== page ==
Young dairy farmer celebrates National Dairy Month

Dawn Rye|Writer 

There’s still plenty of opportunities available for young people to find their place on the dairy farm. However, the business of milking cows has undoubtedly changed over the years and that doesn’t mean a young person can be successful on a dairy farm. June is considered National Dairy Month to help promote drinking milk, created for the dairy demand in 1937. A local family-owned dairy located east of Parker operates a 550 head dairy operation and dedicates itself to taking pride in caring for their cows.

Fifteen-year-old Natalie Haase will be a sophomore at Parker High School in the fall and has been a member of the Turner County 4-H group for several years. She said some of her memories growing up on a dairy farm are calf chores twice a day when she was seven years old and helping feed the bottle calves until they were weaned. When school was only four days a week, she would hang out with her dad (Dustin) on Friday’s and help with preg checks. Preg checks meant the veterinarian would ultrasound the cows to make sure she is pregnant and afterward, they would have lunch at Kelly’s. 

There are seven different dairy cow breeds; Holstein, Jersey, Brown Swiss, Guernsey, Ayrshire, Milking Shorthorn and Red and White Holstein. She explained they raise Holstein cows or black and white cows because they produce the most milk and that’s what her dad and uncle Bruce raised when they were younger. They produce 80 pounds of milk per cow a day and some other breeds only produce 60 pounds per cow a day. Haase said that once the cows are milked, two trucks come to the farm and load the milk and haul it to Lake Norden.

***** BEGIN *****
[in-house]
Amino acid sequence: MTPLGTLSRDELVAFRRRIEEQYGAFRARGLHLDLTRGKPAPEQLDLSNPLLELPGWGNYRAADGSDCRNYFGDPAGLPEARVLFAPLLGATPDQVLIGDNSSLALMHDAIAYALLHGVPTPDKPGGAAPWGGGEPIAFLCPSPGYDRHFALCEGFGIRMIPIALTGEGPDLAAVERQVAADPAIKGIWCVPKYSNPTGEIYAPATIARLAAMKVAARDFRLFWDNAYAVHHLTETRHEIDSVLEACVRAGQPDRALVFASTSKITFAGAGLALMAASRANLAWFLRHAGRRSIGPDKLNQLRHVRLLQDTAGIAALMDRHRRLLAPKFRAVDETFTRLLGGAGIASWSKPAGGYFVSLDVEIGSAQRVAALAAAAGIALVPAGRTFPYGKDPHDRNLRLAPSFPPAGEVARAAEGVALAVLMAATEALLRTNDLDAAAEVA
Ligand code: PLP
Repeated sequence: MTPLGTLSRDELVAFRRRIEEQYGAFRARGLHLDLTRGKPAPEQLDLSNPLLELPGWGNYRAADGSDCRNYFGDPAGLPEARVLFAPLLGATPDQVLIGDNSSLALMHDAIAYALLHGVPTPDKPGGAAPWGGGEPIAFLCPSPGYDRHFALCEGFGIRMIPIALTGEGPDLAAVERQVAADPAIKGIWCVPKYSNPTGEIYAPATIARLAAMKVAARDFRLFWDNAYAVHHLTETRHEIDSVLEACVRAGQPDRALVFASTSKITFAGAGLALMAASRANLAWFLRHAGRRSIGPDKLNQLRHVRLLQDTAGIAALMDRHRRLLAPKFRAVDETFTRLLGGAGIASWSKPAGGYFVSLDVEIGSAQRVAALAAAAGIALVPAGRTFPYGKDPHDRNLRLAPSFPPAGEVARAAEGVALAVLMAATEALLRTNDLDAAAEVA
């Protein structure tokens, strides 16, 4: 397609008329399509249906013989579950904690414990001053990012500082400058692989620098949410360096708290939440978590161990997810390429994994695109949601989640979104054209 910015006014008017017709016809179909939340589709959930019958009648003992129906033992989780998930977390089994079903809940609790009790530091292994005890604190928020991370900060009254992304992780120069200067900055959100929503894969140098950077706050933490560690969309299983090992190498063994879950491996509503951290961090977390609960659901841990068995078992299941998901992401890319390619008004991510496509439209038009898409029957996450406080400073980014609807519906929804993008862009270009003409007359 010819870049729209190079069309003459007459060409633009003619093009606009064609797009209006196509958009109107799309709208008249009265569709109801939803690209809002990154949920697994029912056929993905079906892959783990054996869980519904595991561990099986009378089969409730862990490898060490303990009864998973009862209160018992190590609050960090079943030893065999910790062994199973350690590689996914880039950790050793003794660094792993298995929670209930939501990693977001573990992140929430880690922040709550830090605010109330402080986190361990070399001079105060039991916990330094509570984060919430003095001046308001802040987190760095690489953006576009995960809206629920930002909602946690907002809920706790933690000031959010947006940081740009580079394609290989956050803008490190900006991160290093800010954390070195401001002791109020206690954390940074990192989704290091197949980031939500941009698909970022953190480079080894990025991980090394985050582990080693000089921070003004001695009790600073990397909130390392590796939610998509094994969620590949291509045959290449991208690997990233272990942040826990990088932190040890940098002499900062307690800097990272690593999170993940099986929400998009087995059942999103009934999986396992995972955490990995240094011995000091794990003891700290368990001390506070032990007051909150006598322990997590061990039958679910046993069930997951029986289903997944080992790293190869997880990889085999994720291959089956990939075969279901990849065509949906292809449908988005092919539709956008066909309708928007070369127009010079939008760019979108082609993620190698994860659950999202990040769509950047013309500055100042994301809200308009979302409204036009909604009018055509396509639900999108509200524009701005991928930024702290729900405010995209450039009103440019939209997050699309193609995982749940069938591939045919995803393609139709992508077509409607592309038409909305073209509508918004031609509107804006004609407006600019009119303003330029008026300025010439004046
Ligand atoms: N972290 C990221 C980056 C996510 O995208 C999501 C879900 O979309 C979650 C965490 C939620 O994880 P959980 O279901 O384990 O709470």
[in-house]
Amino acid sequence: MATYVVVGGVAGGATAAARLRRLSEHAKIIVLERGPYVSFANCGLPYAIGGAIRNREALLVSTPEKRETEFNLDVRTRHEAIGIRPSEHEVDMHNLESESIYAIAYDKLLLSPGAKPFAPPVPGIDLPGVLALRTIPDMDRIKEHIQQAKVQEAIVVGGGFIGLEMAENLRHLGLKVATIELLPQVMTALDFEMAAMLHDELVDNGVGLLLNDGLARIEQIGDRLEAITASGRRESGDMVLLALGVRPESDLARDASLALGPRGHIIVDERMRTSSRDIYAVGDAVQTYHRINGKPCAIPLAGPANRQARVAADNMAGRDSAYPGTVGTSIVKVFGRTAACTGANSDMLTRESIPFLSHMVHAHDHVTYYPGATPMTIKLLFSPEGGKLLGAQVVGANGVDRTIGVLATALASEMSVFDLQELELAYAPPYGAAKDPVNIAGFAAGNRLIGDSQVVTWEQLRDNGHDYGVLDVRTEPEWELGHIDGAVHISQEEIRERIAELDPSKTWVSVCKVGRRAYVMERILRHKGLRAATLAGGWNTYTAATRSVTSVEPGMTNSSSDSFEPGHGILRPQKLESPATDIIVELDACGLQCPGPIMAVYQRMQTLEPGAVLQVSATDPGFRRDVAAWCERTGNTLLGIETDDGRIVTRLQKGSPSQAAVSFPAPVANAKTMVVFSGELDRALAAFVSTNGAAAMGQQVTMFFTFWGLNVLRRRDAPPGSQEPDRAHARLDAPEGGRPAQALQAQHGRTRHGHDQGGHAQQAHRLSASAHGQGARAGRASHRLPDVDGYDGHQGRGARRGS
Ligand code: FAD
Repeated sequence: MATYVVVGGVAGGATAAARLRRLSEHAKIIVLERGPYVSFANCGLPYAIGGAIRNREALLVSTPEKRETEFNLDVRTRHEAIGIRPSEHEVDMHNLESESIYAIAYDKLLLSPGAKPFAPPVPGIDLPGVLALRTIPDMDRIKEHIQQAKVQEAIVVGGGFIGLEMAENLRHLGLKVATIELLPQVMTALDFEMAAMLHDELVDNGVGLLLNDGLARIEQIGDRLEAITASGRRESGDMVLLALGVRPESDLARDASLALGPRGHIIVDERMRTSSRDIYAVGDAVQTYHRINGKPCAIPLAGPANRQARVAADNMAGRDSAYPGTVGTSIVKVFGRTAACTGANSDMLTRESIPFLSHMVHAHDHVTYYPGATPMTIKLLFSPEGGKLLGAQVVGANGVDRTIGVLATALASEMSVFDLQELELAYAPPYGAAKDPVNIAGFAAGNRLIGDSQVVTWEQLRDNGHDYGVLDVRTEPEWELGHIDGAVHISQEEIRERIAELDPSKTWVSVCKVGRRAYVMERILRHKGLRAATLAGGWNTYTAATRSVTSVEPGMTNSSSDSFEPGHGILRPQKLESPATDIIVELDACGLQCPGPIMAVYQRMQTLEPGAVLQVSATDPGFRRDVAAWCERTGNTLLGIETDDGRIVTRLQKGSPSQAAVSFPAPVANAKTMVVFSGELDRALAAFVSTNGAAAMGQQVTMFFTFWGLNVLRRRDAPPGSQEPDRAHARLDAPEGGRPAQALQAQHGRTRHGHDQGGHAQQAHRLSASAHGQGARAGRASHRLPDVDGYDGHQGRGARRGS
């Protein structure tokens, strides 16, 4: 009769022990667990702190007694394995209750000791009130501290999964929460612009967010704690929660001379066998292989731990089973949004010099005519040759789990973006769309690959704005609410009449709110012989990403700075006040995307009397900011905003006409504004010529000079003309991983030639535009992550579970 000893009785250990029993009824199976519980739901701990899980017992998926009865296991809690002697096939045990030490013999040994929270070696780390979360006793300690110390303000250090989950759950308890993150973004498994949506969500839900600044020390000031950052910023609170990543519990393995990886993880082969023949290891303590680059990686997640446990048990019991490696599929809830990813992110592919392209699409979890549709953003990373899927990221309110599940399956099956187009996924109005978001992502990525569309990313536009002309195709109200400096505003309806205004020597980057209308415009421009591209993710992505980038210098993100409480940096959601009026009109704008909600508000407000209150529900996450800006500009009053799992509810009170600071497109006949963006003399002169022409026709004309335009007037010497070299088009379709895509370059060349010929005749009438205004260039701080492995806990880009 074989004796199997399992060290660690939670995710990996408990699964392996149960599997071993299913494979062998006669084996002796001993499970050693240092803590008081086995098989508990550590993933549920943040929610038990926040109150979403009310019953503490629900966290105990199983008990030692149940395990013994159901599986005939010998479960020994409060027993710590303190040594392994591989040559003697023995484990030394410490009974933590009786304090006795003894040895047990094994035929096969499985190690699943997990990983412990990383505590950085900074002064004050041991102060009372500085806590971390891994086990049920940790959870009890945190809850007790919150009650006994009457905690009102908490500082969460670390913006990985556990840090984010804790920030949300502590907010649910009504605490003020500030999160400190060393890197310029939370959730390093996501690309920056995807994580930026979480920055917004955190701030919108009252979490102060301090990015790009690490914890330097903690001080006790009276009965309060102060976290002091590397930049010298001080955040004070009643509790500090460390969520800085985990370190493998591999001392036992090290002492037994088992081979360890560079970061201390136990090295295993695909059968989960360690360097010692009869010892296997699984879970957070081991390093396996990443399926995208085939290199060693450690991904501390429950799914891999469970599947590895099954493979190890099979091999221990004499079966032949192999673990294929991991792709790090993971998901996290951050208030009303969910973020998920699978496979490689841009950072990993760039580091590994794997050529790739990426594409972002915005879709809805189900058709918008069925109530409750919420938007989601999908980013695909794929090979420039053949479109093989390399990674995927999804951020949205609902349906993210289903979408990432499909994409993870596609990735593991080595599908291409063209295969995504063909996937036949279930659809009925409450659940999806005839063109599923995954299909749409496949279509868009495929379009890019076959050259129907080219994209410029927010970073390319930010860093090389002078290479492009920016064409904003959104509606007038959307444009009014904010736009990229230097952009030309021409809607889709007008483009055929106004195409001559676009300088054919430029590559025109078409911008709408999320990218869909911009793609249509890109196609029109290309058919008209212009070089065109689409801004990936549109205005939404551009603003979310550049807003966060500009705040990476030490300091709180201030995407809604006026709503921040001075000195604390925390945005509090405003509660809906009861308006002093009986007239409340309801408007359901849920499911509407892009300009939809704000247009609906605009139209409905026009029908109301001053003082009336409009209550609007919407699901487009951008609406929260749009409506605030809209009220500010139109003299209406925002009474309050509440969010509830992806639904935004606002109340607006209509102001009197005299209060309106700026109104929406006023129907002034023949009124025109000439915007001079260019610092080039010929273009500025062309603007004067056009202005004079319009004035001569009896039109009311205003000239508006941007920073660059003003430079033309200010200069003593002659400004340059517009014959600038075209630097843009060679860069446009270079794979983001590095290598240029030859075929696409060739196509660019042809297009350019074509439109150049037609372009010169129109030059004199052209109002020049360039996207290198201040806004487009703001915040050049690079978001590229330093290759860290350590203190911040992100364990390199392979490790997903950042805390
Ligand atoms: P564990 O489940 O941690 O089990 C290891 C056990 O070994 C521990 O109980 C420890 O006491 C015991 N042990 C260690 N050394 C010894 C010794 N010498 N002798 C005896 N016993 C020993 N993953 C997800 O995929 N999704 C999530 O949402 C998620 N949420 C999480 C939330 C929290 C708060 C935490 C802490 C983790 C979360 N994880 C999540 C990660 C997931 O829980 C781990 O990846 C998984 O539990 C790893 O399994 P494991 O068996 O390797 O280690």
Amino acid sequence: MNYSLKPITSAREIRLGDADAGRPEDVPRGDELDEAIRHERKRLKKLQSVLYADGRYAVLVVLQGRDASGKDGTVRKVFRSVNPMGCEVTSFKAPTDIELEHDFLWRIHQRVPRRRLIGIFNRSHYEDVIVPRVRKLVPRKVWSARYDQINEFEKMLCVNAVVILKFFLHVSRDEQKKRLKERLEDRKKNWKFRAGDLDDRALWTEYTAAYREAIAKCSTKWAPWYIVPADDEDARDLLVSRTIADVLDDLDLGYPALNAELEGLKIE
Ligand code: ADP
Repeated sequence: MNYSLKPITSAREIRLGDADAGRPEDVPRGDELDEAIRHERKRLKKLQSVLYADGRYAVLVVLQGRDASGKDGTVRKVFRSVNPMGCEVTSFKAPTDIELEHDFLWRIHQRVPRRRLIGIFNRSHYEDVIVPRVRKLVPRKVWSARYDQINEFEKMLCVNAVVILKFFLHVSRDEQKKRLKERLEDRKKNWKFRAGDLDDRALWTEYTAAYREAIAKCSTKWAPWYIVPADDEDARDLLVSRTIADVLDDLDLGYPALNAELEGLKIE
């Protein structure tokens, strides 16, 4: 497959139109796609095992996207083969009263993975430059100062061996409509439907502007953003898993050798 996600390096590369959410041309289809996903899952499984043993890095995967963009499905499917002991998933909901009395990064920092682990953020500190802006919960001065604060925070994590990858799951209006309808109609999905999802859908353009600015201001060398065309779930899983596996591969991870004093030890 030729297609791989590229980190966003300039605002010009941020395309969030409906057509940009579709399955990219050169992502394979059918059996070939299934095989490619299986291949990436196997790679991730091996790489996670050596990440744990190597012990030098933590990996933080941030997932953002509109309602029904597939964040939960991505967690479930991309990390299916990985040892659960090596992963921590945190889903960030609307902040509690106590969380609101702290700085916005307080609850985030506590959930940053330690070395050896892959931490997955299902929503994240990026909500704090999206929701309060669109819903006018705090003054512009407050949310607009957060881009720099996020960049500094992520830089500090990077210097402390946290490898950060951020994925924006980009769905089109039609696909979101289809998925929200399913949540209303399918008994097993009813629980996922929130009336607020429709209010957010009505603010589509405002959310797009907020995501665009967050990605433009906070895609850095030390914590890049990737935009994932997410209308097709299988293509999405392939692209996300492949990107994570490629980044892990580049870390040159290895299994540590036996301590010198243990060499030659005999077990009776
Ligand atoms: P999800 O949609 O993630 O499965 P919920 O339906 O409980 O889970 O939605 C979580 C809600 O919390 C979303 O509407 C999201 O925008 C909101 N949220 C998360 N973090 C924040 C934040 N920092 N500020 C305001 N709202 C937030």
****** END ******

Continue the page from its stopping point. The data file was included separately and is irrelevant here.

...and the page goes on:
She believes dairy farms are essential because milk, cheese and ice cream are things that people enjoy. Haase noted that not so much ice cream, but milk, cheese, yogurt are nutritious and dairy farms are good ways to connect with people through farms. People like to watch calves and see the process of how cows get milked. 

On a typical day as a young farmer, Haase wakes up to start a preg check or place embryos in the female cows. She said that when it comes to calf chores, her sister Paige and brother Neal take care of the calves. Sometimes things on the farm need to be fixed or work needs to be done with the crops to help feed the cows.  

Haase said that her inspiration to be a dairy farmer stems from growing up on the farm and having the opportunity to spend time in the barn when it comes to dairy cattle. She explained that every Friday, they do pen changes and she gets to be in the barn all morning. The environment is peaceful and she considers it her (me time).

She encourages young people to spend time around a dairy farm and if you’re looking to work with dairy cows, there are many farms in the area that are looking for help. They need to know how to work with cattle have time management because many things need to be accomplished on a dairy farm daily. When it comes to owning a dairy farm, communication is vital because whether there is only one employee or 20, they need to know what and how tasks need to be done.  

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